You continue past the entrance and arrive at a collection of photos. There are three sets of photos: waste/dilapidation in Buffalo (the before photos of the house), volunteers/progress, and into the future. You look more closely and realize that some of the photos with people in them have anecdotes attached, stories about volunteers, workshop attendees, and how they have each contributed to changing this idea of waste.

You enter a room and the presentation part begins. I briefly speak about the project and how it got started, but mostly about our perceptions of waste and how we can seek to change it. Then, the activity! I asked people to turn and introduce themselves and start talking about their piece of junk in front of them. Where did it come from? What was it originally? What could they use it for now? Could you combine it with anyone elses object at the table and make something neat?? Everyone gets into groups, not sure what to expect. A moment of silence...and then a burst of chattering. You can hear snippets from other tables...

"This looks like...a pipe. I suppose you could use it as a weapon?"
"No, it'd totally be an awesome cane!"

"Hmmm...an old piece of a coat rack?"
"Woah...definitely a future chandelier!"
"I was thinking we could combine this cool looking table leg with it and make a rustic/stylish new coat rack!"

You look down at your own object. You chose a piece of neon green Styrofoam that looks like a gigantic lego piece. Piece of styrofoam? Useless. Until wait, maybe you could use it as a stencil in the new bathroom design you are creating...someone else suggests simply reusing it for packaging/keeping another item safe in the mail...
Or, say you picked up an old wooden seat piece...hmmmm. You've always wanted a new cutting board...cut the seat down a bit, and voila! Also looks like a good sign...paint something on it and hang it in your room!

As people shared their ideas with each other they realized they are totally into this! They wanted to take items home with them and actually turn the ideas into reality. The audience reconvened for a minute as I wrap up, connecting the activity to a larger message. What you immediately labeled as waste when you first exited the elevators, now seems potentially valuable...you think about the people who are immediately written off as waste or worthless...perhaps its all in perceptions...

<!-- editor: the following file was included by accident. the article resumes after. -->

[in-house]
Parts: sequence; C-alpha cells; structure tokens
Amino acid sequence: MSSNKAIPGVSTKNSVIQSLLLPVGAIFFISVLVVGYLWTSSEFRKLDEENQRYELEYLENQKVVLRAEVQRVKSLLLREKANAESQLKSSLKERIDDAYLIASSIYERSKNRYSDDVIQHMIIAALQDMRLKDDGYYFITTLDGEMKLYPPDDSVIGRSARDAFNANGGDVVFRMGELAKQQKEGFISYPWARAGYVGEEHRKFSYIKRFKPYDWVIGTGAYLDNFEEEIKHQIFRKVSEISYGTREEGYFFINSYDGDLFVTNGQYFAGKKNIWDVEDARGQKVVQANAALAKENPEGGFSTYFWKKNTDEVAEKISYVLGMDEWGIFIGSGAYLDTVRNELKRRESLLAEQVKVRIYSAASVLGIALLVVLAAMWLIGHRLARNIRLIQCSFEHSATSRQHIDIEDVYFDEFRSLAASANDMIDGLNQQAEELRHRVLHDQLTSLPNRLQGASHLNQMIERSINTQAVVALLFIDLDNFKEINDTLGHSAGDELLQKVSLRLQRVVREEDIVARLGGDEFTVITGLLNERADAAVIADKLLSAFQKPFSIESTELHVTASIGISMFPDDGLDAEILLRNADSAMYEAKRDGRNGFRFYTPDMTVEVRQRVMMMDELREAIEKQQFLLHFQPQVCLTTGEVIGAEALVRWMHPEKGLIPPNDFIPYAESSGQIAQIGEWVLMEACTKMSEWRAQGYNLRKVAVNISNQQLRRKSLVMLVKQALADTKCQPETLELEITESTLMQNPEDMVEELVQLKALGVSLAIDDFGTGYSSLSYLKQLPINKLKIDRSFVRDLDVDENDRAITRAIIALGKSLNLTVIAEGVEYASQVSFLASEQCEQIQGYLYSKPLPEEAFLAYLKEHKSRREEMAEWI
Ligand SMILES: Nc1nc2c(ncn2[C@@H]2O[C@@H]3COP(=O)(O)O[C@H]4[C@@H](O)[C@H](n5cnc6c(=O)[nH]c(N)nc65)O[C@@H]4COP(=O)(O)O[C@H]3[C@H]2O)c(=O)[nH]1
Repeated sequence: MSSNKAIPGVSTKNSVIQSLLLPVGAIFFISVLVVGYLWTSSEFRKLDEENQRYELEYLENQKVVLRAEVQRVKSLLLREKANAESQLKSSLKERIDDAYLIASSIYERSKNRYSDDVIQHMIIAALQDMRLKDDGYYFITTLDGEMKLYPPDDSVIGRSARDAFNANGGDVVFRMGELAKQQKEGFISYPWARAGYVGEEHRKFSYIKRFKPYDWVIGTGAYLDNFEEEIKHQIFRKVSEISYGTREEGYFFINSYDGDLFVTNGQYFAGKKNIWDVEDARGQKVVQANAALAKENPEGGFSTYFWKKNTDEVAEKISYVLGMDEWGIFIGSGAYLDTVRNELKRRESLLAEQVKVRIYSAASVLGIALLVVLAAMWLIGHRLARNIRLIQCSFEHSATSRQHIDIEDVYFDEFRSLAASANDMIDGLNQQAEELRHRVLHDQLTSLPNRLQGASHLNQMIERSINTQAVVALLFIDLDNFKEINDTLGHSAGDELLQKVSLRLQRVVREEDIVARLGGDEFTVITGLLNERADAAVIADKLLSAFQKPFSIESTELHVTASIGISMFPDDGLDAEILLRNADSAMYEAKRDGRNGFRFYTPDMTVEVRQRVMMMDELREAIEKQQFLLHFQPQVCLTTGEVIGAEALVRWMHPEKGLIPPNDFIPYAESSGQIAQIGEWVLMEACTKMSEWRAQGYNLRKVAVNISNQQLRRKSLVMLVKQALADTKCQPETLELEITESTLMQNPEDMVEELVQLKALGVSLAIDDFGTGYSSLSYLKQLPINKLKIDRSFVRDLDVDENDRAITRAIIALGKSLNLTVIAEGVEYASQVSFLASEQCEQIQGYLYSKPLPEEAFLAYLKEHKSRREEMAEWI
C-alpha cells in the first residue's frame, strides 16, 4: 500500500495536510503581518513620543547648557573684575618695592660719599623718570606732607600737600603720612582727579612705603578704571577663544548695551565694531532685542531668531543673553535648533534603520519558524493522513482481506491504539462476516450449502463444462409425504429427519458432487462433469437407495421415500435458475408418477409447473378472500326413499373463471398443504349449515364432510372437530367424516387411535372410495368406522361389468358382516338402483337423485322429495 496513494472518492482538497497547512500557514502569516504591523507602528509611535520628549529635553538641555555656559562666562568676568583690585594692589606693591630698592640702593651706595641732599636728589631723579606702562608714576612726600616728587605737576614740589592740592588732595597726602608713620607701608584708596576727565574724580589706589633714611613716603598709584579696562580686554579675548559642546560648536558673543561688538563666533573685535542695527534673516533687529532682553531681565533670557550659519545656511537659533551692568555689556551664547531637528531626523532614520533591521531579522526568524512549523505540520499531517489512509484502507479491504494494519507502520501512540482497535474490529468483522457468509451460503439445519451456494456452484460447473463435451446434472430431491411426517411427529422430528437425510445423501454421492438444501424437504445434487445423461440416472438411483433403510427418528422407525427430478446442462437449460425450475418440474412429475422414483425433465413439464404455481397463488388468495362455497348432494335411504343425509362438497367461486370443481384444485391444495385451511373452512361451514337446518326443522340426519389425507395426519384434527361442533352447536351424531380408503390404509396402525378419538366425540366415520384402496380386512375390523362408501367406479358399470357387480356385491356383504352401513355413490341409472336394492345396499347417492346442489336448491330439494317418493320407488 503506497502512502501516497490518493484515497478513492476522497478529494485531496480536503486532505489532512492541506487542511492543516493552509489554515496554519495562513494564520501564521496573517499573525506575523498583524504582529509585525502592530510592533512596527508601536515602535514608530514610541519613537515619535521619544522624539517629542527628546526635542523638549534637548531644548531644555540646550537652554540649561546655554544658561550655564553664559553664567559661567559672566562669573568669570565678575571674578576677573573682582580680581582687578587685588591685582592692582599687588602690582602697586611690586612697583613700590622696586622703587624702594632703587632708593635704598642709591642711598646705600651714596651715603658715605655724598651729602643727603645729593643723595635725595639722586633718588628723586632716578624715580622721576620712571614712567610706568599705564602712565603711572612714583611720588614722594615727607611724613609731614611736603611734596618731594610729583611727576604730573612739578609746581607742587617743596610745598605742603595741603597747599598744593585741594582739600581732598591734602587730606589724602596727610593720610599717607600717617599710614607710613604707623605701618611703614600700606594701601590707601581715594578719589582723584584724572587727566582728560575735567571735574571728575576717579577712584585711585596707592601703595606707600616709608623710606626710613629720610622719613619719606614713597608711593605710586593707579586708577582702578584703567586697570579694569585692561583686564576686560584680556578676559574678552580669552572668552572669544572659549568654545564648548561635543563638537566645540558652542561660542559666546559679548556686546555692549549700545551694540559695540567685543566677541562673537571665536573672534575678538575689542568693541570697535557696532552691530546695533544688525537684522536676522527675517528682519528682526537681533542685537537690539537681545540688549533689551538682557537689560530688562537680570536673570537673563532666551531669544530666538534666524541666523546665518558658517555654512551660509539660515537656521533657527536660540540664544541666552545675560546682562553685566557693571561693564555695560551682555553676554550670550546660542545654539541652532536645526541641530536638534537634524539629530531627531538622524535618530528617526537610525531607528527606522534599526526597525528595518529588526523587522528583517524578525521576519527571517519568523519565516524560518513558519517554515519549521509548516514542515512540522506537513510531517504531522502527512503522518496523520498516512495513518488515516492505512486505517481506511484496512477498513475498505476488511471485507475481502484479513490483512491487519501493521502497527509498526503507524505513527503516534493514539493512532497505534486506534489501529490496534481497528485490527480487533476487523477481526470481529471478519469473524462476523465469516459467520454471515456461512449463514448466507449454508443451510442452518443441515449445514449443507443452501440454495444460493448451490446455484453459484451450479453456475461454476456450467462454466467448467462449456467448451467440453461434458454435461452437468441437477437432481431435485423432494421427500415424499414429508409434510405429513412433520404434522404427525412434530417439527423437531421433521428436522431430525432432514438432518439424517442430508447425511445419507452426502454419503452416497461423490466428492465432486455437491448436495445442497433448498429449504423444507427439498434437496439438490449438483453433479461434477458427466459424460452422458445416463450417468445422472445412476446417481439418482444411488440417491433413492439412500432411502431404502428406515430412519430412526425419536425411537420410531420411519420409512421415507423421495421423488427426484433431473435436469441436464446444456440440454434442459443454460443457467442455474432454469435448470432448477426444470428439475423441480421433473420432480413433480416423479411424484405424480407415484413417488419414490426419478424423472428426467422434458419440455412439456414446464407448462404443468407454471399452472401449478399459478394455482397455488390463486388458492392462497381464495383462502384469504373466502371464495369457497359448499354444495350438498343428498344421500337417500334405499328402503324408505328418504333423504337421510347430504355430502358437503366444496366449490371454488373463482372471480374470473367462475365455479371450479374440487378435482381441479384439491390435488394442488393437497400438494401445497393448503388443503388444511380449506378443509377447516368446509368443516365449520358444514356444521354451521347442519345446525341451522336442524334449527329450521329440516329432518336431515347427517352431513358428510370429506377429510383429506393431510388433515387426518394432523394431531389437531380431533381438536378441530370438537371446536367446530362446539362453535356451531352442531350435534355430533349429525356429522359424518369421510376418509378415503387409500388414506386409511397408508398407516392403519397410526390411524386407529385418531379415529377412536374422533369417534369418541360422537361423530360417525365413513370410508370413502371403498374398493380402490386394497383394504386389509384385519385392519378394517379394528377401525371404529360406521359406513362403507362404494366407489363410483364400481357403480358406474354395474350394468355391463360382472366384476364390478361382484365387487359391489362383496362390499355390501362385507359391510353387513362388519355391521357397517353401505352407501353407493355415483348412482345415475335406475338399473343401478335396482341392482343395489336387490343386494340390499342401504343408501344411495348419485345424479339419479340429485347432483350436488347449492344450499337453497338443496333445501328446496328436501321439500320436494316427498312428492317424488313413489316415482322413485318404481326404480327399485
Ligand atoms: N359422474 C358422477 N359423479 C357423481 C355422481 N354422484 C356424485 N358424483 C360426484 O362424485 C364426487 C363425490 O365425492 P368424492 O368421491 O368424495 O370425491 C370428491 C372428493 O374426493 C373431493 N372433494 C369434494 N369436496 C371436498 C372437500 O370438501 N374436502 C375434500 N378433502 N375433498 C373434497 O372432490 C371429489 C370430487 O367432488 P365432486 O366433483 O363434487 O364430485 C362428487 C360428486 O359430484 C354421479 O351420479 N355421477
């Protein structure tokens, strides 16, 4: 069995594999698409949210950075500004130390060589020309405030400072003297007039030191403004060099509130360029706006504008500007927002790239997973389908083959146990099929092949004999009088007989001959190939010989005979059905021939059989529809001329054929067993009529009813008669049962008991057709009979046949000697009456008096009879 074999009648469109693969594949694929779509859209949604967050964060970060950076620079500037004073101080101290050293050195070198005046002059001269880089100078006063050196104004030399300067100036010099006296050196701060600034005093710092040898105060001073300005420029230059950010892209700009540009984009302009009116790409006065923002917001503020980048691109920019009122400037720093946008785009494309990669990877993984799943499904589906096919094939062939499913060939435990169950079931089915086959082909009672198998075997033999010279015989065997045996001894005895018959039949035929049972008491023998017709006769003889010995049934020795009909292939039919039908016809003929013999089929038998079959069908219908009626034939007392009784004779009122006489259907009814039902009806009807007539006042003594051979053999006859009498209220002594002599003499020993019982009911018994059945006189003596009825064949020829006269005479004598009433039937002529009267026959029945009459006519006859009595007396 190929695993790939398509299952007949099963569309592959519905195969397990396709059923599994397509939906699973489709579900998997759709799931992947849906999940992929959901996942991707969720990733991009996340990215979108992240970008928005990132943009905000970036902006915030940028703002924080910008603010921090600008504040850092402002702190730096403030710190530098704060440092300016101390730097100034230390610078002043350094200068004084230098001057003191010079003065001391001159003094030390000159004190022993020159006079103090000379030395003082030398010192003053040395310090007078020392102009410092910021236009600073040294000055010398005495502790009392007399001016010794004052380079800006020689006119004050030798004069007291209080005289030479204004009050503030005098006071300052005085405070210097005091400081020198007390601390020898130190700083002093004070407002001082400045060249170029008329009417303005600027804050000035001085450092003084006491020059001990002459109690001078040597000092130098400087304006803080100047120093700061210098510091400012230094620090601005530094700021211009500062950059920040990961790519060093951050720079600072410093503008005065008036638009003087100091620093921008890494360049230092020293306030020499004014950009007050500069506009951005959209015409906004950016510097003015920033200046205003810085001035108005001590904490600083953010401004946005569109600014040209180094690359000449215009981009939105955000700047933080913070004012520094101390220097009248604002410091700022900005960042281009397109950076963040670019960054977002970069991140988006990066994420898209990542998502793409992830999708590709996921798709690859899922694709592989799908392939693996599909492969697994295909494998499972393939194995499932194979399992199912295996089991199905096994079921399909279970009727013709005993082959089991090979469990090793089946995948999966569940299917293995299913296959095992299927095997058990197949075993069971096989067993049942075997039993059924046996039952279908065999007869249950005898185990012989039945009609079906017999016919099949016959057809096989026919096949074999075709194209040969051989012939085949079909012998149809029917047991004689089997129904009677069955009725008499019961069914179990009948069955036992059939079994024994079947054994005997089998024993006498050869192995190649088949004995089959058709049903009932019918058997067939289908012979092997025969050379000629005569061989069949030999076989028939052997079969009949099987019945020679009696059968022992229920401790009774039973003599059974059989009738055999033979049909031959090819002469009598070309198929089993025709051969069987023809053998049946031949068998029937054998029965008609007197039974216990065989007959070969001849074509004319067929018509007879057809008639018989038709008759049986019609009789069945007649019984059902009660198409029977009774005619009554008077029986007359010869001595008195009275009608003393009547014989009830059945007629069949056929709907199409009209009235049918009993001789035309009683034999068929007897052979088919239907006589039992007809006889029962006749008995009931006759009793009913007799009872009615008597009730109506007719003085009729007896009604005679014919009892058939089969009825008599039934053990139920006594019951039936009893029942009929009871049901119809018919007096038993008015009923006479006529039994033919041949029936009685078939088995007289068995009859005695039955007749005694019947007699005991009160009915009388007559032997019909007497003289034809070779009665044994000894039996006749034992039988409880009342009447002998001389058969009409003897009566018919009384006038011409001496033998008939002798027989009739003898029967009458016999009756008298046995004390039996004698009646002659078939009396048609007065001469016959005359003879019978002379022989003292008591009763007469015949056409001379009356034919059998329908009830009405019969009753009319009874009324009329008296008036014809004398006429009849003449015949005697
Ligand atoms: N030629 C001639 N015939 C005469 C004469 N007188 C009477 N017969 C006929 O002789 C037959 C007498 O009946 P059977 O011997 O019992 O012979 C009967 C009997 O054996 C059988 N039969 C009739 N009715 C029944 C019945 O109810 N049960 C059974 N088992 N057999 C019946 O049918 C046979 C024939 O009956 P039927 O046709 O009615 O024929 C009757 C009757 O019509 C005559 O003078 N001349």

The presentation is over, but there's more to come! In the other room, there is an exhibit featuring many pieces of furniture that I made from trash. There are other activities to engage in too! You find the food table and...there is SO much food! Cinnamon raisin bread from Fancy and Delicious Baking Co, squash soup made from squash saved from the garden in Buffalo (actually, it's combination of farmer's market squash and squash from Kathy/Lar McNally's garden...shhhh), cheese/apples from the farmers market, fresh veggies, and a HUGE carrot cake made by a family friend! There is a canvas in the corner...there's a demonstration going on, about painting trim! It is an example of what I've been teaching at my house.

Anyway, that's pretty much the gist of the presentation. It was a wonderful and inspiring day, and there were so many great conversations that I'll probably never even know about! Until next time...